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More than half the new homes consented last year were stand alone houses, less than 10% were apartments

By Greg Ninness


The average size of houses, townhouses and apartments being built in New Zealand hasn't changed much over the last 30 years, but the mix of homes being built has changed a lot.

There is a common misconception that fewer stand alone houses are being built than in the past, as a move to intensification sees more multi-unit dwellings such as apartments and terrace houses being built.

But that's only partially true.

We are certainly building more multi-unit developments, however stand alone houses are as popular as they have ever been.

According to Statistics NZ, over the last 30 years the number of building consents issued for new stand alone houses peaked in at 22,414 in 2003, then declined steadily to 11,112 in 2011. It has since risen back up to 22,212 in 2020, almost unchanged from the 22,269 issued in 2019.

That means stand alone houses are not just popular, they remain the most popular type of new home being built in this country, accounting for 56.3% of all new dwelling consents issued in 2020.

However stand alone houses accounted for 83.7% of new homes consented 10 years ago. So while they are as popular as ever, most of the growth in new housing that has occurred over the last 10 years has come from other types of housing.

Not only are we building as many stand alone houses as ever, they aren't getting any smaller either.

Thirty years ago the average size of new stand alone houses consented was 153 square metres.

In 2020 it was 192 square metres. The 30 year average was 199 square metres.

So the change in average size over that time is probably less than 5%.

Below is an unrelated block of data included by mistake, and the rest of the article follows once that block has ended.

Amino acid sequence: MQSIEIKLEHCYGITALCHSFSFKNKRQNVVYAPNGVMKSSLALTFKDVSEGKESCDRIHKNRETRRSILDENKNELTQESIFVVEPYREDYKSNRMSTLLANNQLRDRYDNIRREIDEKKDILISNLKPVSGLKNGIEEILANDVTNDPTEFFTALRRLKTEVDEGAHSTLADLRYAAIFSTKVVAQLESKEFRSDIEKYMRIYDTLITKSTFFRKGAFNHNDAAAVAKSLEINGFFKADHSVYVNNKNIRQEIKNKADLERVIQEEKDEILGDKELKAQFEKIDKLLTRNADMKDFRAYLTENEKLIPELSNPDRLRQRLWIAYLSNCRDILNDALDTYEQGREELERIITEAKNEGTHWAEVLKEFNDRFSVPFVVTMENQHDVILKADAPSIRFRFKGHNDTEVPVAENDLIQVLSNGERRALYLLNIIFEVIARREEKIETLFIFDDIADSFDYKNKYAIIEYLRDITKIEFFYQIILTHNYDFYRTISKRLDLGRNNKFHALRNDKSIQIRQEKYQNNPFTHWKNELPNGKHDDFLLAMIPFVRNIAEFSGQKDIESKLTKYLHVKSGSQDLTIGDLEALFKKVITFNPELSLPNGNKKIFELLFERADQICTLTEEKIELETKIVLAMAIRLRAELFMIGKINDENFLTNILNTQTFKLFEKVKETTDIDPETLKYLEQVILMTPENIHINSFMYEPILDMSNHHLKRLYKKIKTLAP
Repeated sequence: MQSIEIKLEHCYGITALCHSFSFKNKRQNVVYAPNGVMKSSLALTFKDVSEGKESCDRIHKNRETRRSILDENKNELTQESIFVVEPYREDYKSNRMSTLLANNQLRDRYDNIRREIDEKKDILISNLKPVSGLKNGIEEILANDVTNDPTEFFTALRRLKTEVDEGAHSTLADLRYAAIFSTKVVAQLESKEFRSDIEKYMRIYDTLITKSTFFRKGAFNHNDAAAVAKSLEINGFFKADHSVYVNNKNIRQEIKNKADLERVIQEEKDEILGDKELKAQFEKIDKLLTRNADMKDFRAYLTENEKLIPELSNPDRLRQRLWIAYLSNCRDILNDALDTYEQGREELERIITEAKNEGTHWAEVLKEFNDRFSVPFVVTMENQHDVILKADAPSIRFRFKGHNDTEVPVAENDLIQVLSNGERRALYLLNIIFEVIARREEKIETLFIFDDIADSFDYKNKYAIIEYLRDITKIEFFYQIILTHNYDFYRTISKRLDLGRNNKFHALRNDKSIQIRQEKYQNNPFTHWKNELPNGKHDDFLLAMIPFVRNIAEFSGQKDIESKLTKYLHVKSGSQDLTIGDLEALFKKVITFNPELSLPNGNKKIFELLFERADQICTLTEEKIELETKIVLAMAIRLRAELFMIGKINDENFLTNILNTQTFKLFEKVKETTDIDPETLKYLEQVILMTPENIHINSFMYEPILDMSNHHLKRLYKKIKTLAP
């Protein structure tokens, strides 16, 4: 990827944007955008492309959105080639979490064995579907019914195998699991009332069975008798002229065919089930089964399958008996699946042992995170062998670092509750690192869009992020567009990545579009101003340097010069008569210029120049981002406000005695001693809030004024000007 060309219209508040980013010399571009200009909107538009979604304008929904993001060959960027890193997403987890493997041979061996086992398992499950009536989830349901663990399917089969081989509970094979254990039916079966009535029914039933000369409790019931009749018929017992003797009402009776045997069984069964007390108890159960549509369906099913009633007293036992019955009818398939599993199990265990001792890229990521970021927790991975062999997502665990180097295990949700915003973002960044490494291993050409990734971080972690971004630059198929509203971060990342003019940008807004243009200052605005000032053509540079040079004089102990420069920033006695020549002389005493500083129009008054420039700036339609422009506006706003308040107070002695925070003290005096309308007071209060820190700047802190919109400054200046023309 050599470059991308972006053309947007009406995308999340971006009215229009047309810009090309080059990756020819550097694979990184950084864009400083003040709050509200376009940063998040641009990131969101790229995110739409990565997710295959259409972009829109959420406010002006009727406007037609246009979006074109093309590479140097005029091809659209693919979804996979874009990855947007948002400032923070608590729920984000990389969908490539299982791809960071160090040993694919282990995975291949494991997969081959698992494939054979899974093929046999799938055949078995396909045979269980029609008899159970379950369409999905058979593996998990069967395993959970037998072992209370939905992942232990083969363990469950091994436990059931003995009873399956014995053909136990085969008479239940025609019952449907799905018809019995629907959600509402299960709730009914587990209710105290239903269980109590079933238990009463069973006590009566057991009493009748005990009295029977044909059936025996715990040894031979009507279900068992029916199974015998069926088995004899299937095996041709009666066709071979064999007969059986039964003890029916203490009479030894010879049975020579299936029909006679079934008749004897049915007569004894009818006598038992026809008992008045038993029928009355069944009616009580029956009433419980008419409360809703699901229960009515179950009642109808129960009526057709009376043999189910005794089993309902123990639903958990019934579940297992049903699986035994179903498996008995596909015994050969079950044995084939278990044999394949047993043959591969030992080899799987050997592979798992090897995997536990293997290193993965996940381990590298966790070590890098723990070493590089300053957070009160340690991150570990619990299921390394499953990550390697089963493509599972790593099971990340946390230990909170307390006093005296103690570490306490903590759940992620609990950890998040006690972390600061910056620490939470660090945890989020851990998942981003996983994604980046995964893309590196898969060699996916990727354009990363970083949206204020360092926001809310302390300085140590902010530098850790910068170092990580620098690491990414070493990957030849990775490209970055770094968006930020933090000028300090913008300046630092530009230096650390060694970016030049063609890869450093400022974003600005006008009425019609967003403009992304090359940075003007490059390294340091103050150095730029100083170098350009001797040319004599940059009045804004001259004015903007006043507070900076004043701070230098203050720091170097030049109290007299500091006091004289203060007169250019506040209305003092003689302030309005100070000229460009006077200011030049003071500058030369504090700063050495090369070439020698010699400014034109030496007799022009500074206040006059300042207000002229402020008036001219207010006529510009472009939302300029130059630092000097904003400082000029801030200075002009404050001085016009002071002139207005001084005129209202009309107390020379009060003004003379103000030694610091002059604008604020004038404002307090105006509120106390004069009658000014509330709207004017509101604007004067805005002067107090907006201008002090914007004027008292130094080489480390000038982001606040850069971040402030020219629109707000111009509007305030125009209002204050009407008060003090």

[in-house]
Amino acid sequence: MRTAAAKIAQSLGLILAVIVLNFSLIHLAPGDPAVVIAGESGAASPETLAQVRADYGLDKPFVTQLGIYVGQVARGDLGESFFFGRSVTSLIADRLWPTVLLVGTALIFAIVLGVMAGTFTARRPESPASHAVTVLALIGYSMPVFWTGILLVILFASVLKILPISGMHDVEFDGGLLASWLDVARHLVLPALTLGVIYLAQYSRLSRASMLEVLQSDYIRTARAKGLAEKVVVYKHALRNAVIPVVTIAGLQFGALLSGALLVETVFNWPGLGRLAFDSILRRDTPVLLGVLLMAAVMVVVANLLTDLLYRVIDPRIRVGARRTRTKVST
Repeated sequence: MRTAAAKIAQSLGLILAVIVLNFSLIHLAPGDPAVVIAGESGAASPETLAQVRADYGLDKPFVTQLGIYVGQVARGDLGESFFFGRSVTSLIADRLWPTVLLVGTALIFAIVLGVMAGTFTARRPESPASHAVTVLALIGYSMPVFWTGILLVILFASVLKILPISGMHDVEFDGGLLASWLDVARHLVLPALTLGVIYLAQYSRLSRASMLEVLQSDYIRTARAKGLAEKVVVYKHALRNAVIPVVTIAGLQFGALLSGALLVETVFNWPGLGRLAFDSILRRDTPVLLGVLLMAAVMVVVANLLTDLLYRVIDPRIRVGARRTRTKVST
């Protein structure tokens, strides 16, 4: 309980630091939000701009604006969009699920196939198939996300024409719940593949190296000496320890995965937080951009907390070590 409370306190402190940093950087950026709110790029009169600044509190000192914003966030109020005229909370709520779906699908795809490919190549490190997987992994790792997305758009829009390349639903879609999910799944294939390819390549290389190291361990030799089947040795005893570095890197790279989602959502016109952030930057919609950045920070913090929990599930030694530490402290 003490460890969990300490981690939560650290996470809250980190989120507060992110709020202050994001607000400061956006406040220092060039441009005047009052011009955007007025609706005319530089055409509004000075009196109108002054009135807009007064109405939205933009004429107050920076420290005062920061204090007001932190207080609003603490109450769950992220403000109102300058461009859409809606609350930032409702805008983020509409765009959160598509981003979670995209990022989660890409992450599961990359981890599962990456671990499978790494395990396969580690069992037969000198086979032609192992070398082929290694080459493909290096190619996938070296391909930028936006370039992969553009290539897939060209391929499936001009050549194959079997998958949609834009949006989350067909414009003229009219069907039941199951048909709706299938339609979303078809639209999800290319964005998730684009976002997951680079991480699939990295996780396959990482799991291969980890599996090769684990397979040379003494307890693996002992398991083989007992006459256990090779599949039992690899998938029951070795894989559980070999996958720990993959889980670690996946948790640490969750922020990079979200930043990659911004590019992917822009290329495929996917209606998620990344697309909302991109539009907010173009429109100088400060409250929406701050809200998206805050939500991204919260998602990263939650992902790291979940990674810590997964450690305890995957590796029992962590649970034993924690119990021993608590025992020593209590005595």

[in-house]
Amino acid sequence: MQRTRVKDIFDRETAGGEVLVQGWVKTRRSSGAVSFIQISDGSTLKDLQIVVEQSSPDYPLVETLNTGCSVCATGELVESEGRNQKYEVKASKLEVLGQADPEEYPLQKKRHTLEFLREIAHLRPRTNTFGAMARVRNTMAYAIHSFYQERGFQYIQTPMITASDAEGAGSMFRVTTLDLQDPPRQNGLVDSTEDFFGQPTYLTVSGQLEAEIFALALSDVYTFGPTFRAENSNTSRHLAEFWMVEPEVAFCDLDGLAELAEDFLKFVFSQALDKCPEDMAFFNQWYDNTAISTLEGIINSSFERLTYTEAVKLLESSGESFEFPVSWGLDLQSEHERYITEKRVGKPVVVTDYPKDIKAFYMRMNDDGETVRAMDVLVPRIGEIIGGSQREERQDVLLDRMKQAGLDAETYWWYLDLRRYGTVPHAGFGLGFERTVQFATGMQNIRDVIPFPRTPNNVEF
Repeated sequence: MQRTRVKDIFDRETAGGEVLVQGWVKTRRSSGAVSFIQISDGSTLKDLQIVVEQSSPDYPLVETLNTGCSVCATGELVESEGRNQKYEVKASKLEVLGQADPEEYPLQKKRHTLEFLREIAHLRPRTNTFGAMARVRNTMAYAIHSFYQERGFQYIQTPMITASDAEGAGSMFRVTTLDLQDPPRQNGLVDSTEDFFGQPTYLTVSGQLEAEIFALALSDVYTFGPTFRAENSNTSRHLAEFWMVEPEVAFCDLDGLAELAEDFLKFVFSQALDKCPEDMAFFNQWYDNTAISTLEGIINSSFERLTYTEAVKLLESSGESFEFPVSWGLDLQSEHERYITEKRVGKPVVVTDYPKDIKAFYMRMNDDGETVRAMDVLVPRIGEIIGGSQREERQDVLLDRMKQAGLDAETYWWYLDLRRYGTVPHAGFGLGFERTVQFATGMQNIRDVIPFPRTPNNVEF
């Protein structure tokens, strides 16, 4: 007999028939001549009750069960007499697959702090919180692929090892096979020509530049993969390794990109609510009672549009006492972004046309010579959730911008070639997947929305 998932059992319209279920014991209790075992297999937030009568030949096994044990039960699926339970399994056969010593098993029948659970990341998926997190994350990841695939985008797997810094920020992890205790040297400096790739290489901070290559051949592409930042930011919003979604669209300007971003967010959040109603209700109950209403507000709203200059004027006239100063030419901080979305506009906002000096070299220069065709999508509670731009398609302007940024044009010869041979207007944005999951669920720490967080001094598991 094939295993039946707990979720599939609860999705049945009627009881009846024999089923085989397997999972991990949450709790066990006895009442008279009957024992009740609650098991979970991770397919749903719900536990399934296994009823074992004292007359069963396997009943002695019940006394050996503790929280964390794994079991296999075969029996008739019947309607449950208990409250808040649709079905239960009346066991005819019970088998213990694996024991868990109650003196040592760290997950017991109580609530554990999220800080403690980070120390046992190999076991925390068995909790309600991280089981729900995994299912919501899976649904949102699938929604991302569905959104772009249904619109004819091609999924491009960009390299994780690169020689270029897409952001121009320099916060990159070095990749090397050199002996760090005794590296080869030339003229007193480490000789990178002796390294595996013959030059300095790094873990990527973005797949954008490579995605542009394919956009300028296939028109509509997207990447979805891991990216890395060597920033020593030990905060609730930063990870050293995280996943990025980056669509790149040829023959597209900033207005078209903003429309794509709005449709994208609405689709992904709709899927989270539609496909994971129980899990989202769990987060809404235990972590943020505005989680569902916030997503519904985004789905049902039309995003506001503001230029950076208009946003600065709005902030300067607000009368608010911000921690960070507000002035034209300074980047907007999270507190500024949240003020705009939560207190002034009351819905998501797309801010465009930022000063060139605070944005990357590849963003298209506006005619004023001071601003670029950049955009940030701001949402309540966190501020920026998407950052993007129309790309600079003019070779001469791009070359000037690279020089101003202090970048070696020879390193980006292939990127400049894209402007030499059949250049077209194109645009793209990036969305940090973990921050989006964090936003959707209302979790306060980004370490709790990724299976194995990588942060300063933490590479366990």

What probably has changed over the last 30 years is that houses are probably more likely to be spread over two levels and on smaller sections than they used to be, particularly in major urban centres.

There is also a popular belief that more and more of us are living in apartments and that those apartments are getting smaller.

But things are not quite what they seem on the apartment front either.

Last year consents were issued for 3739 new apartments, which was just 9.5% of all new dwelling consents.

That was down from the 4762 new apartments consented in 2019 which was 12.7% of all new dwelling consents, and well below the peak of 6143 apartments consented in 2004, which accounted for 19.5% of all new dwelling consents that year.

And on average, apartments don't appear to be getting noticeably smaller.

The average size of apartments consented last year was 104 square metres, compared to the 30 year average of 109 square metres, so any reduction in space has been minor.

The type of housing that has had the biggest impact on our housing landscape over the last 30 years has been low rise, multi-unit dwellings such as terrace houses and home units.

Since 2012 the number of townhouses/units being consented has increased by more than 1000%, rising from 1100 in 2012 to 11,603 in 2020, accounting for 29.3% of all new homes consented in 2020.

Although that's still below the number of stand alone houses being consented, they are catching up fast.

The average size of new townhouses/units has declined over the last few years, but not by much.

Their average size last year was 110 square metres, compared to 118 square metres over the last 30 years.

Those figures all suggest that while the mix of housing types that are being built is changing, the average size of the different types of properties within the mix isn't changing that much.

This story was originally published on and has been republished here with permission.